Many gamer films focus on the story of the player. Croupier, on the other hand, is a rare gem and tells the story of the dealer and his superiors and customers. Clive Owen puts on a breathtaking performance as Jack Manfred - a struggling writer who, as a croupier, tells his own story in the third person. Detached and cold, Manfred is convinced of his ability to have his life under control, to tell it and to write it as a novel. He doesn't gamble in a casino. However, he risks a lot in his private life when he gets involved in a casino robbery and has three wives at the same time.
Okay, let's see what we have here - John Malkovich, who plays a crazy Russian gangster. This film explores the dark side of addiction in a casual way. Malkovich and Matt Damon both do an excellent job. Here it is shown that there is nothing glamorous about the comical fascination of danger and the short adrenaline rushes of gambling. The black humor in this neo-noir ensures that life does not appear meaningless and human nature does not appear flawed. So you can't get so philosophical while watching a gangster movie and munching on s, can you?
The Cincinnati Kid (1965)
It's been over 50 years since one of the most iconic gambling films premiered. The debate about the scene with the last hand still provokes vehement discussions between the players. Poker experts are more interested in how implausible and "ridiculous" it is to neglect poker in this way. Meanwhile, the film critics focus on the motive of growing up and the metaphorical meaning of experience and the youthful spirit. Regardless of whether you are more interested in the process of Stud Poker and discovering all its possibilities - or if you are just in the mood for a good old Hollwood classic. This film has to be on your list!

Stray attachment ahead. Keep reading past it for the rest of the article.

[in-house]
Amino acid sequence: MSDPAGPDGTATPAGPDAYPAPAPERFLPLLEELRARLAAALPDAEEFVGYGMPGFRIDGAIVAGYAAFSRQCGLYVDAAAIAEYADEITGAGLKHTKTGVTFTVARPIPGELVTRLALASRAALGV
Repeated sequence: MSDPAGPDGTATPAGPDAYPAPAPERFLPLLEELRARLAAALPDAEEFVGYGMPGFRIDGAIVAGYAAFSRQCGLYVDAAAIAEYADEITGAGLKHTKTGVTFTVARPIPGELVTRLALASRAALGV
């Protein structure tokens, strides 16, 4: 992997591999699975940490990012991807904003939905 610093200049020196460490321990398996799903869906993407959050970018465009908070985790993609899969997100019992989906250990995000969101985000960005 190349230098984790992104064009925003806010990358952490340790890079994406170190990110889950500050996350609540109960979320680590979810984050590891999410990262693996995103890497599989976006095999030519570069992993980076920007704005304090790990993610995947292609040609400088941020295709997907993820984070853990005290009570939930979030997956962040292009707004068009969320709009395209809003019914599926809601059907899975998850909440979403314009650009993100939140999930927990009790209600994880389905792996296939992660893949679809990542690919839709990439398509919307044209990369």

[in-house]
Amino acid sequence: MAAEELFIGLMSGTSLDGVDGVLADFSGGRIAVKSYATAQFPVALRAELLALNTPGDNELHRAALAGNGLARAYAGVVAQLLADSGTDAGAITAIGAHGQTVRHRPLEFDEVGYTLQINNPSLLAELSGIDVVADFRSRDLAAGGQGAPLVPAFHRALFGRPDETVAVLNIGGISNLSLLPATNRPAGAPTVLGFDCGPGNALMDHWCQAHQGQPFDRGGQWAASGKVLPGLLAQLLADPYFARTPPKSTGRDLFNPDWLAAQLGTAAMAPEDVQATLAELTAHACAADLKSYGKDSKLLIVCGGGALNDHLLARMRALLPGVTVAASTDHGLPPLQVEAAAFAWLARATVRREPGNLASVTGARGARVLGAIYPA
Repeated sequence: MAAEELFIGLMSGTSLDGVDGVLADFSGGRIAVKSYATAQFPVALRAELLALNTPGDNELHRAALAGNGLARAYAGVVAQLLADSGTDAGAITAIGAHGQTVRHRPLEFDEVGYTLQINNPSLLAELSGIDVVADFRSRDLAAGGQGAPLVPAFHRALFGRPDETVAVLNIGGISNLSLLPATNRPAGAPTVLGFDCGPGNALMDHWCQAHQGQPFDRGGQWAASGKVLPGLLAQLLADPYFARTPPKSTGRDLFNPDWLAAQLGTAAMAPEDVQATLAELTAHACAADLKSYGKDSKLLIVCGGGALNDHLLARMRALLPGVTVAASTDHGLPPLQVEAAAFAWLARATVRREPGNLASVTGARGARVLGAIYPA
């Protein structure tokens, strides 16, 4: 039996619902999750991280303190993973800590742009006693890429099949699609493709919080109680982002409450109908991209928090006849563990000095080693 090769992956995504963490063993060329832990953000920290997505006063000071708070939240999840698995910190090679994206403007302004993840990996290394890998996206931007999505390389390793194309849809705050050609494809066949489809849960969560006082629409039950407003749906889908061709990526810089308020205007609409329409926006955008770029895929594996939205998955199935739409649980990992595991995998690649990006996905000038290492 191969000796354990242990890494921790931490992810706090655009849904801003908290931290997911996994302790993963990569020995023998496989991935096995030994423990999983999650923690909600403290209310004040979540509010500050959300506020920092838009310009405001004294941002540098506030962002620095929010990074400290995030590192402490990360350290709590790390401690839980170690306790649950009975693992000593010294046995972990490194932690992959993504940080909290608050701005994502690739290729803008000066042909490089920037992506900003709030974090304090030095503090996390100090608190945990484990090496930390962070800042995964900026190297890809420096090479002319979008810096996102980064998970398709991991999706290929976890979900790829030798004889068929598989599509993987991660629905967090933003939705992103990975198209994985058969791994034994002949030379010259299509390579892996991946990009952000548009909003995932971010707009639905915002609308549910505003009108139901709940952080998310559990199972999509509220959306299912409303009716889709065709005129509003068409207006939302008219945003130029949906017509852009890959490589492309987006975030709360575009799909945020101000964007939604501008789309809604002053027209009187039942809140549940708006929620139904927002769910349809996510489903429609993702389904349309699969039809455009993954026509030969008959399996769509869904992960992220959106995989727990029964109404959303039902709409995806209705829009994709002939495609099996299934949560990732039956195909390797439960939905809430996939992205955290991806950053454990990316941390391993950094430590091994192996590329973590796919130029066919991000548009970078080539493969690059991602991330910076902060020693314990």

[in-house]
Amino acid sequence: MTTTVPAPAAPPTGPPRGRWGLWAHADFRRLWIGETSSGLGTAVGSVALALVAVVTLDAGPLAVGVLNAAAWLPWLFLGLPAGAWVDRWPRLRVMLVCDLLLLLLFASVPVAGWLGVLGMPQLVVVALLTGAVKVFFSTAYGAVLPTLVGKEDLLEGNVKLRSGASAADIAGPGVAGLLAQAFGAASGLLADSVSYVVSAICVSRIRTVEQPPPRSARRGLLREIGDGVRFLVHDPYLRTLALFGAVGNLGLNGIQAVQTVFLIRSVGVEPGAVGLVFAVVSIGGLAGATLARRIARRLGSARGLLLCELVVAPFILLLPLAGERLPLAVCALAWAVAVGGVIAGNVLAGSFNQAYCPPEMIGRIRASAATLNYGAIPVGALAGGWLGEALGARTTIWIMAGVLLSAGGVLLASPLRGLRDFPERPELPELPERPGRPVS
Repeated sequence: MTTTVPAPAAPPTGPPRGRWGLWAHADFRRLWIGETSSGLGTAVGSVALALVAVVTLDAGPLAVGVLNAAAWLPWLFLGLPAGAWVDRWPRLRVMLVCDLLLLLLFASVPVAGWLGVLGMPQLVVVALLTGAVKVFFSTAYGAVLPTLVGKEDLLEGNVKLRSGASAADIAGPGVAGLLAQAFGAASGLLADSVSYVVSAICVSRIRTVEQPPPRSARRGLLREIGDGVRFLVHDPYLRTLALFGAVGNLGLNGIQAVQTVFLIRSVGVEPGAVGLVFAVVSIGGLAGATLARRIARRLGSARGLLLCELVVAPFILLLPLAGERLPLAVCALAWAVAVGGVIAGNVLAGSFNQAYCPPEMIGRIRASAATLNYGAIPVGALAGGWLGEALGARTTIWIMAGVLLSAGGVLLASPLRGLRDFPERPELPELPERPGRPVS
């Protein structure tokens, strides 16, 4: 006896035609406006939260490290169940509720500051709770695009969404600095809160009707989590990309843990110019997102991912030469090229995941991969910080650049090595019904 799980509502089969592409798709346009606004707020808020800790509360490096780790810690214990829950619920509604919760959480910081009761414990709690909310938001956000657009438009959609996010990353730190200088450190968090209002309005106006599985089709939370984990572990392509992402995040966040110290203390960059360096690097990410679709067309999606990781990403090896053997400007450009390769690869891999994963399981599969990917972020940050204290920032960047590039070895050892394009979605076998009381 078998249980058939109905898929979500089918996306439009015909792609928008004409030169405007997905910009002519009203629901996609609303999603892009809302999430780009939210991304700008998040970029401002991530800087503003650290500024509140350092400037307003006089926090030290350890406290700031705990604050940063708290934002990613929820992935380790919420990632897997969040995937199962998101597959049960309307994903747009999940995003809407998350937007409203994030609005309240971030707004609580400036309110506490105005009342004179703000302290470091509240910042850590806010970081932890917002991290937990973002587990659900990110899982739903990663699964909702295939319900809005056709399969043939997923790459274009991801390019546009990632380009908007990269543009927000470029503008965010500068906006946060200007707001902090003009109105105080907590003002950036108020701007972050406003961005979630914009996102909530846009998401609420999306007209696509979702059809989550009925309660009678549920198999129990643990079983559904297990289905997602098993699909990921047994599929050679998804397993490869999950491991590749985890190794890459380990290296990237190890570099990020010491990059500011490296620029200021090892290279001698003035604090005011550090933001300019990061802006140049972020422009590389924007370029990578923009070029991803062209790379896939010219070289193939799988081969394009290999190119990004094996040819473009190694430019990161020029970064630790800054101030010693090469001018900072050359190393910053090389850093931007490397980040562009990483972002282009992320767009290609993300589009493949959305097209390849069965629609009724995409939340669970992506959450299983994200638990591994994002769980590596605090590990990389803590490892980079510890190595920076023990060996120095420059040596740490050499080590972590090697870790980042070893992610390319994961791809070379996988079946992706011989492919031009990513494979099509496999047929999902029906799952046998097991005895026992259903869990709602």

The Gambler (1974)
"The Gambler" offers a glimpse into an addict's head. And in a way like no other gambling film. With an ingenious performance, the film discovers the dark world of gambling addiction, from the nervous fear of losing - to the development of a need for deeper and darker obsessions. James Kaan embodies a sincere and authentic character the likes of which has never been seen in him - Axel Freed, a troubled college teacher who has a fascination for danger. And he not only invites her into his life, but is also constantly looking for her. Thus he continues on a path of debt and self-destruction: a sobering reminder of the dangerous nature of convulsive gambling.
A Scorese masterpiece based on a true story. And with the breathtaking performances of Robert De Niro, Joe Pesci and Sharon Stone, Casino is, without a doubt, one of the top classics of gambling films. And the film gives us the feeling that the curtain is being raised on certain scenes that we should look away from for our own safety. Robert De Niro plays a bookmaker who runs the Vegas casinos for his gang bosses. Meanwhile, Joe Pesci's character, Nicky Santoro, is a thief and a murderer. His ruthless violent behavior puts him in danger as the course progresses. With Scoreses dynamic editing, Casino stands out from the other gangster films. Casino offers a few unforgettable scenes in the history of cinema and brings gambling to a high level - behind the doors where the stakes are very, very high.